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for the return of that little to their own hands at very short intervals. While the people retain their virtue and vigilance, no administration, by any extreme wickedness or folly, can very seriously injure the Government in the short space of four years.
My countrymen, one and all, think calmly and well upon this whole subject. Nothing valuable can be lost by taking time.
If there be an object to hurry any of you, in hot haste, to a step which you would never take deliberately, that object will be frustrated by taking time; but no good object can be frustrated by it.
Such of you as are now dissatisfied still have the old Constitution unimpaired, and on the sensitive point, the laws of your own framing under it; while the new adininistration will have no immediate power, if it would, to change either.
If it were admitted that you who are dissatisfied hold the right side in the dispute, there is still no single reason for precipitate action. Intelligence, patriotism, Christianity, and a firm reliance on Him who has never yet forsaken this favored land, are still competent to adjust, in the best way, all our present difficulties.
In your hands, my dissatisfied fellow-countrymen, and not in mine, is the momentous issue of civil war. The government will not assail you.
You can have no conflict without being yourselves the aggressors. You have no oath registered in Heaven to destroy the government; while I shall have the most solemn one to "preserve, protect, and defend it.”
I am loath to close. We are not enemies, but friends. We must not be enemies. Though passion may have strained, it must not break our bonds of affection.
The mystic cords of memory, stretching from every battle-field and patriot grave to every living heart and hearthstone all over this broad land, will yet swell the chorus of the Union, when again touched, as surely they will be, by the better angels of our nature.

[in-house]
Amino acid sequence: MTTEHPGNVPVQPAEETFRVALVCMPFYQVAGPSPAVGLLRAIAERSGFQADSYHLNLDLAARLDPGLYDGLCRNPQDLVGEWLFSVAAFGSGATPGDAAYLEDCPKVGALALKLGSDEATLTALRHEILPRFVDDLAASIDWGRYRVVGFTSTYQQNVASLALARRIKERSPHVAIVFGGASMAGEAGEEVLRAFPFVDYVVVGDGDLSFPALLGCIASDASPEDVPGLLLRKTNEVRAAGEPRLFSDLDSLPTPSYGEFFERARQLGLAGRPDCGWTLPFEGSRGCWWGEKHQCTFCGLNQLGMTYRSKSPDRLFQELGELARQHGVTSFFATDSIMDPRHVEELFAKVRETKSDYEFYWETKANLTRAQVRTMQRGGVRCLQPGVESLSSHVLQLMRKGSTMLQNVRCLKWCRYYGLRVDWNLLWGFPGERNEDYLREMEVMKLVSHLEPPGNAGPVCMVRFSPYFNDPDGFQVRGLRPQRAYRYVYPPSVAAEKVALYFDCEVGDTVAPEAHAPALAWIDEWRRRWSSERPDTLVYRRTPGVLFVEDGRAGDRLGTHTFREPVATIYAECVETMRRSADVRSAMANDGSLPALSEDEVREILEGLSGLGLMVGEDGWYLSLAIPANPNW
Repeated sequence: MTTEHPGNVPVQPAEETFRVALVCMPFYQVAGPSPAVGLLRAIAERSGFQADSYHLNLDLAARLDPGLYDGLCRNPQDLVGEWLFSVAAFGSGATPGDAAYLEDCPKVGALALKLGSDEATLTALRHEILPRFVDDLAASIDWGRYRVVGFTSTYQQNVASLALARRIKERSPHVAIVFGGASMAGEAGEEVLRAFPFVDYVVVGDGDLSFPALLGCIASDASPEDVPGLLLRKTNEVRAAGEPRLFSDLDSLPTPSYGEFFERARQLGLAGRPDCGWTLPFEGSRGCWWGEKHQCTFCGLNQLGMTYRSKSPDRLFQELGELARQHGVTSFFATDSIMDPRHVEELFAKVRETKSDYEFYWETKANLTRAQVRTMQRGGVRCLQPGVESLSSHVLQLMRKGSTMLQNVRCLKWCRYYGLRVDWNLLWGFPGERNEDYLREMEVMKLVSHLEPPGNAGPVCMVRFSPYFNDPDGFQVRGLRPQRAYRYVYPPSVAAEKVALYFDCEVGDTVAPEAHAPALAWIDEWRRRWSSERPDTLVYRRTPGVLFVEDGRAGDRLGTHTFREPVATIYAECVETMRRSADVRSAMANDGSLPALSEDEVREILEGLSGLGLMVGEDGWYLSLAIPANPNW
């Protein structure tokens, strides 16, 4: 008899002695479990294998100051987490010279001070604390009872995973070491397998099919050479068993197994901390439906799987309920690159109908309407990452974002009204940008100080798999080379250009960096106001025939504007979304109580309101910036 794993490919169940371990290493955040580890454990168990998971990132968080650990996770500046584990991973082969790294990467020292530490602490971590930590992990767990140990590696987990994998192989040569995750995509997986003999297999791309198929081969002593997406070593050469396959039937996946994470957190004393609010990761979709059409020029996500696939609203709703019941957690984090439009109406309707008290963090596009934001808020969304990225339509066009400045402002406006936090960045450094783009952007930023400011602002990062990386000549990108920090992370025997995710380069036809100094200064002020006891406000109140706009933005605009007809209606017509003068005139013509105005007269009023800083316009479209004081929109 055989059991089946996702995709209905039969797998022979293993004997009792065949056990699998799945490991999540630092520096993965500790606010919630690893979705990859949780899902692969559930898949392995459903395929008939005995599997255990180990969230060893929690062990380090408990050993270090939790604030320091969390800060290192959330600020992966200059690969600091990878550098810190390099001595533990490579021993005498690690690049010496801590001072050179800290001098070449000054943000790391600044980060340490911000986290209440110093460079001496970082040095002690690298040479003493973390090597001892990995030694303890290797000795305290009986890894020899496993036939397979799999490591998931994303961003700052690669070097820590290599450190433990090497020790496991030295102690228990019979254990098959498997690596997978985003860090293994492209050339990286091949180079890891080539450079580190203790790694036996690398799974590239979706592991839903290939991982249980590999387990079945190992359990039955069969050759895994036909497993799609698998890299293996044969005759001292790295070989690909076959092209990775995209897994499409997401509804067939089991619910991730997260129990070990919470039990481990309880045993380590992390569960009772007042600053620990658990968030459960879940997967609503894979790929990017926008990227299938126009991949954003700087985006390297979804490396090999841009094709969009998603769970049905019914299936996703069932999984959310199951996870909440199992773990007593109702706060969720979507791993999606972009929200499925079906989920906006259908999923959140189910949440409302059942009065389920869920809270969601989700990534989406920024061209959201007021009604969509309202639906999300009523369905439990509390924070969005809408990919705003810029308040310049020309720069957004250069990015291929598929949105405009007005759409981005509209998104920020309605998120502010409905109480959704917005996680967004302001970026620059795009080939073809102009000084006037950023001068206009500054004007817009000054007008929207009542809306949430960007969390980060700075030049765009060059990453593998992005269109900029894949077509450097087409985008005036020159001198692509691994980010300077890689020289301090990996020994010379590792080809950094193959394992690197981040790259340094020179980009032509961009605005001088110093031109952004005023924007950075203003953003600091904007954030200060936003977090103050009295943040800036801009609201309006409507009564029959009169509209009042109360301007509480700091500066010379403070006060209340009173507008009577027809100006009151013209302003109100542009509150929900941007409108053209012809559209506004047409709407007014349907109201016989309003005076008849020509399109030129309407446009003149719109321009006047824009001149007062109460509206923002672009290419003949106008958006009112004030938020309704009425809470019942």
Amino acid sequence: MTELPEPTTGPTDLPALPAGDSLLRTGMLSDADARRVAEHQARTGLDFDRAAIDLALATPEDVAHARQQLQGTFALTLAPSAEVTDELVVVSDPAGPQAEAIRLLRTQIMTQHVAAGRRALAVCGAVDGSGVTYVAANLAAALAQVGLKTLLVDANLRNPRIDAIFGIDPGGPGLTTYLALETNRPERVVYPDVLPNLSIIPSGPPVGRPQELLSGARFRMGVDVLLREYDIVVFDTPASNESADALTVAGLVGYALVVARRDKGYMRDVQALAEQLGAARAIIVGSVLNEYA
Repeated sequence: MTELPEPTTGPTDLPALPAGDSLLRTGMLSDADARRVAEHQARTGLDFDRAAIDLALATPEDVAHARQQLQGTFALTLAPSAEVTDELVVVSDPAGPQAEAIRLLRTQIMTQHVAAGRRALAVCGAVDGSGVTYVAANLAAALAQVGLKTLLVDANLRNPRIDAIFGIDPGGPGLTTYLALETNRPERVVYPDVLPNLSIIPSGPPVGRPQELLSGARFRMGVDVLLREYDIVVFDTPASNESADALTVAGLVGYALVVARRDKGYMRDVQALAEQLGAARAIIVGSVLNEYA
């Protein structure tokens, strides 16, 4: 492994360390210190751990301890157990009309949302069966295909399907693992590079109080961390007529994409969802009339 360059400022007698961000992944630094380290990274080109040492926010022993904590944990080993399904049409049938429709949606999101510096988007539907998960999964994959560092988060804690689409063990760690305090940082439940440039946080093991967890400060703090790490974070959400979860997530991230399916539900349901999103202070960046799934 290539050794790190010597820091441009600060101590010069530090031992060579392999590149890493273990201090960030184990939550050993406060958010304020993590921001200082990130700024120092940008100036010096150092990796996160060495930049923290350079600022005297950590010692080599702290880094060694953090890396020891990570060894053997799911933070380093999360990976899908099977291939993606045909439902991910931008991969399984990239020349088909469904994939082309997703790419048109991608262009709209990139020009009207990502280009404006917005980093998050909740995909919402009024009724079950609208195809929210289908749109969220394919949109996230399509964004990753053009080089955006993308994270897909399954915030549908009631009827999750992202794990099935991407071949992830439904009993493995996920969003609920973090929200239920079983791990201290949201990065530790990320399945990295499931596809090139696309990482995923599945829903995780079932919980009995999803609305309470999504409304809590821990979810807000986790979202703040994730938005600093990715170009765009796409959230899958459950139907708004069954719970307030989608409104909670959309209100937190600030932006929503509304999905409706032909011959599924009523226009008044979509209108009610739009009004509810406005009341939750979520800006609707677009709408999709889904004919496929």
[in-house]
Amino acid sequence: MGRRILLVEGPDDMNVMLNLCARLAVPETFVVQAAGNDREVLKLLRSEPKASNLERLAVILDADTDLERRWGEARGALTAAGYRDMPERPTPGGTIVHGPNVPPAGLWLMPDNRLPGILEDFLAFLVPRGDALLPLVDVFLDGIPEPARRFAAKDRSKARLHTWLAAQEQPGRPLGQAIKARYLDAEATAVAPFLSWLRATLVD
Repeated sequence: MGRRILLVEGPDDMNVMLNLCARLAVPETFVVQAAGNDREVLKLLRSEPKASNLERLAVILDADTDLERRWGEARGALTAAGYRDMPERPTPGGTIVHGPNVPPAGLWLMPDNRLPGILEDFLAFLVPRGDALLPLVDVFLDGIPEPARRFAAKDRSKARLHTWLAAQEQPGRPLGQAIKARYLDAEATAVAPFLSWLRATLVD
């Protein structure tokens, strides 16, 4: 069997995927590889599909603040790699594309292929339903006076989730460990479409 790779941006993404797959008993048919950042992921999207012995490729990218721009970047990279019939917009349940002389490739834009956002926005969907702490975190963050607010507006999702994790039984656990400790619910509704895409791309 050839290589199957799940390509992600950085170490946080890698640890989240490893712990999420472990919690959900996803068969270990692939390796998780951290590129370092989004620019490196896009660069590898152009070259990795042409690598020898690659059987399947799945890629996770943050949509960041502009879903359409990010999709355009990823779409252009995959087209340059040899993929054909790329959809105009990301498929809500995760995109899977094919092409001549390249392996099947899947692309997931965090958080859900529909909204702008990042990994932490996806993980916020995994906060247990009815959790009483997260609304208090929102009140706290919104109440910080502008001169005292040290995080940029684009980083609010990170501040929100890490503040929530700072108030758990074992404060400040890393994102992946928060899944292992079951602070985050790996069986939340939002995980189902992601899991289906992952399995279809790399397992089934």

THE BALANCE SHEET OF THE GOVERNMENT,
BEFORE AND SINCE THE WAR, 1859 AND 1865.
The receipts into the Treasury during the fiscal year ending June 30, 1859, were as follows: From Customs..
$49,565,824 38 From Public Lands.
1,756,687 30 From Miscellaneous Sources.
2,082,559 33 From Treasury Notes..
9,667,400 00 From Loans...
Aggregate resources for the year ending
23, 243,822 38 Navy Department,
14, 712, 610 21 Public Debt...
Total expenses for the year. ....
$83,751,511 57 Balance in Treasury July 1, 1859
4,389,275 54 The receipts into the Treasury during the fiscal year ending June 30, 1865, was $1,898,532,533 24, of which were received: From loans applied to expenses.
$864,863,499 17 From loans applied to Public Debt.
607,361,241 68 From Internal Revenue.
209, 464,215 25 Expenditures for the year ...
$1,897,674, 224 09 War Department charged with.
1,031, 323, 360 79 Balance in Treasury July 1, 1865. .
858,309 15 Total increase of Public Debt during the year...
PRESIDENT LINCOLN'S SECOND AND LAST
MARCH 4, 1865.
FELLOW-COUNTRYMEN : At this second appearing to take the onth of the Presidential office, there is less occasion for an extended address than there was at the first. Then a statement, somewhat in detail, of a course to be pursued seemed very fitting and proper. Now, at the expiration of four years, during which public declarations have been constantly called forth on every point and phase of the great contest which still absorbs the attention and engrosses the energies of the nation, little that is new could be presented.
The progress of our arms, upon which all else chiefly depends, is as well known to the public as to myself, and it is, I trust reasonably satisfactory and encouraging to all. With high hope for the future, no prediction in regard to it is ventured.
On the occasion corresponding to this four years ago, all thoughts were anxiously directed to an impending civil war. All dreaded it; all sought to avoid it. While the inaugural address was being delivered from this place, devoted altogether to saving the Union without war, insurgent agents were in the city seeking to destroy it without war-seeking to dissolve the Union and divide the effects by negotiation. Both parties deprecated war, but one of them would make war rather than let the nation survive; and the other would rather accept war than let it perish, and the war came.
One-eighth of the whole population were colored slaves, not distributed generally over the Union, but localized in the Southern part of it. These slaves constituted a peculiar and powerful interest. All knew that this interest was somehow the cause of
To strengthen, perpetuate, and extend this interest, was the object for which the insurgents would rend the Union even by war, while the Government claimed no right to do more than to restrict the territorial enlargement of it.
Neither party expected for the war the magnitude or the duration which it has already attained. Neither anticipated that the cause of the conflict might cease with, or even before the conflict itself should
Each looked for an easier tri